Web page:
…The procedure requires soldiers to try and [sic] thwart being captured even if doing so – for instance, by shooting at the abductors – might endanger the captured soldier’s life. Though the procedure doesn’t permit soldiers to intentionally kill a kidnapped comrade, many officers and soldiers in the field have interpreted it in this way.
Isabel Kershner in her NY Times report also euphemistically calls Hannibal the use of “maximum force to foil captures.” It “foils captures” in the same sense that American soldiers said in Vietnam: “to pacify the village we had to destroy it.”
She also calls Hannibal “the use of maximum force to prevent the capture of Israeli soldiers, even at the risk of harming them.” Note how she tiptoes around the fact that the goal of Hannibal is not just to “risk harm,” but to actually end the possibility the soldier will live and later be used as bait in a prisoner exchange.
In this passage, she claims outright, offering no supporting evidence that:
The procedure does not allow for the intentional killing of soldiers to prevent their capture, or for action that would lead to the certain death of captive soldiers, although many soldiers and commanders are said to have interpreted it that way.
Note how she explains away the certain death of most of the Hannibal victims by saying IDF subordinates misinterpreted the Procedure. The problem with this explanation is that the IDF is a professional army in which there is a strict command and control process. Subordinates don’t improvise when it comes the lives of their comrades. The notion that rogue soldiers take the law into their own hands and kill their fellow soldiers is preposterous.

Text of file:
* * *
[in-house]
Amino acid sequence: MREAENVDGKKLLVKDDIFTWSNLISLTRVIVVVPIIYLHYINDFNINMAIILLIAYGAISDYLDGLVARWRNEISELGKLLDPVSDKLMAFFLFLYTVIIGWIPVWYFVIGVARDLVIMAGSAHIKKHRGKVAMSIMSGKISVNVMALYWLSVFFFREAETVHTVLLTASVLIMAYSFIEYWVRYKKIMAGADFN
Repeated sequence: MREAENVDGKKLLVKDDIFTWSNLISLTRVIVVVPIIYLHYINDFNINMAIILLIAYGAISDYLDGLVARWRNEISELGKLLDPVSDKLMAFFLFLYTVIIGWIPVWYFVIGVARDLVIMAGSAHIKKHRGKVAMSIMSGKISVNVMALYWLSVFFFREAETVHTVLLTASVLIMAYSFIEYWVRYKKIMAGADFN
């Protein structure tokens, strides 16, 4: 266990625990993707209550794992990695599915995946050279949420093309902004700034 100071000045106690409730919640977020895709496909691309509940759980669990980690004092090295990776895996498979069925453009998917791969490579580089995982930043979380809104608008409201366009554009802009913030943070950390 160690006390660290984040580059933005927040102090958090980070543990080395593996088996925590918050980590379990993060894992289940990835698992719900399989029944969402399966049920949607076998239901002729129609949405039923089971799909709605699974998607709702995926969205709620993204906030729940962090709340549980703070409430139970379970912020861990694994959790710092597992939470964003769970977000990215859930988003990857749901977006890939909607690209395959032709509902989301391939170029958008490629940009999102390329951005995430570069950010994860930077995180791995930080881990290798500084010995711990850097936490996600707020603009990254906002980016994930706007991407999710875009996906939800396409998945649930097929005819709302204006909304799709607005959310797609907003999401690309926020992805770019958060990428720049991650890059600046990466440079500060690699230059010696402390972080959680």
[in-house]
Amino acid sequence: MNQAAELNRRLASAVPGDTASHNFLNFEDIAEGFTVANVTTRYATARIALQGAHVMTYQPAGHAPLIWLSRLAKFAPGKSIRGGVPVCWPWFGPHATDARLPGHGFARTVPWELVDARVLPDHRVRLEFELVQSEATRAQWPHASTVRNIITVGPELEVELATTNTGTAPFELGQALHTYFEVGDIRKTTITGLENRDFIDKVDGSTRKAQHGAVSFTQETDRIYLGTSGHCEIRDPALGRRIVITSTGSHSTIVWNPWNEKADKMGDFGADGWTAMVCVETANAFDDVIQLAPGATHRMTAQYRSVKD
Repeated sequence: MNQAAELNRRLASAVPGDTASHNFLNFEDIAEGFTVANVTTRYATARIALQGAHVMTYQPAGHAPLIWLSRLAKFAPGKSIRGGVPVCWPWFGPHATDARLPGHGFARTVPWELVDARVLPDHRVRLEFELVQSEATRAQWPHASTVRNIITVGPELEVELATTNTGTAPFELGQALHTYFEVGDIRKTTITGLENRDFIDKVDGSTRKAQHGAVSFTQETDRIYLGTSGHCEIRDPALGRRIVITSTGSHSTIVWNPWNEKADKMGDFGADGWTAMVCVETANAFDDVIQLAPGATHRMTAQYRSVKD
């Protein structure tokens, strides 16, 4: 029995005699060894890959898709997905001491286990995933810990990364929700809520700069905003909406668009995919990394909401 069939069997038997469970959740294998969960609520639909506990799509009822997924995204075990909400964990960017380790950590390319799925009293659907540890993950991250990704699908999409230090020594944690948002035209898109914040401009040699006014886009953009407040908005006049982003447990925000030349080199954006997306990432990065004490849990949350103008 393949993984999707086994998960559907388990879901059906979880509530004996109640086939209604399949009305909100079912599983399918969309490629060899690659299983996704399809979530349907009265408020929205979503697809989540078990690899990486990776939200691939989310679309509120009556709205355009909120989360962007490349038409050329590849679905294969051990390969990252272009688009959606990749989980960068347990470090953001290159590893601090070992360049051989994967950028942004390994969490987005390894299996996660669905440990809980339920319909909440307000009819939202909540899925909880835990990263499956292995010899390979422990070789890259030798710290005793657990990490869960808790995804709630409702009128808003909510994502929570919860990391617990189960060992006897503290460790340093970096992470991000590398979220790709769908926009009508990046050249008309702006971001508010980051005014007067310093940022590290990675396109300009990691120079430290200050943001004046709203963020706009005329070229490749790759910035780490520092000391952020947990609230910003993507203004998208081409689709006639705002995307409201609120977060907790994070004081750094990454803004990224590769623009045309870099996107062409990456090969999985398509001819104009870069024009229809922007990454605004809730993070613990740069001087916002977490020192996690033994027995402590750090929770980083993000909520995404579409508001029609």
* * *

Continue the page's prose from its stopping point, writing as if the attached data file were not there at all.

My own Israeli security sources and Israeli journalists like Ronen Bergman have explicitly contradicted her. Yet she and willing stenographers like Harel continue spreading the comforting lies about Hannibal.
The chief of staff is dumping Hannibal as a precursor to a report by the State controller, which will review IDF conduct in Israel’s 2014 war on Gaza. In his report, a draft of which has been publicly released, the controller recommends abandoning Hannibal because of the likelihood it contravenes international law. He is referring to the massive firepower the IDF brings to bear against entire neighborhoods as happened on Black Friday.
But this official analysis doesn’t even deal with the essential depravity of Israeli troops killing their own in order to avoid the future prospect that Israel may have to trade Palestinian prisoners to get the soldier or his body returned.
Richard – it is more a matter of interpretation, not rogues taking the law into their own hands. The actual rank and file (and field commanders) have interpreted Hannibal as use of extreme force including killing the captive/prisoner (when the capturing force is not a regular army the term is complex). This interpretation is not impossible given the command itself, even though it is not explicitly stated.
You also must understand that long complex commands at the staff level often boil down into “if so and so happens” – “fire at will” – when you look at how the rank and file remembers the command (including junior field commanders). In the field soldiers don’t pull out a manual each time they face a particular situation but rather react in a general fashion commensurate with what they remember from the written orders.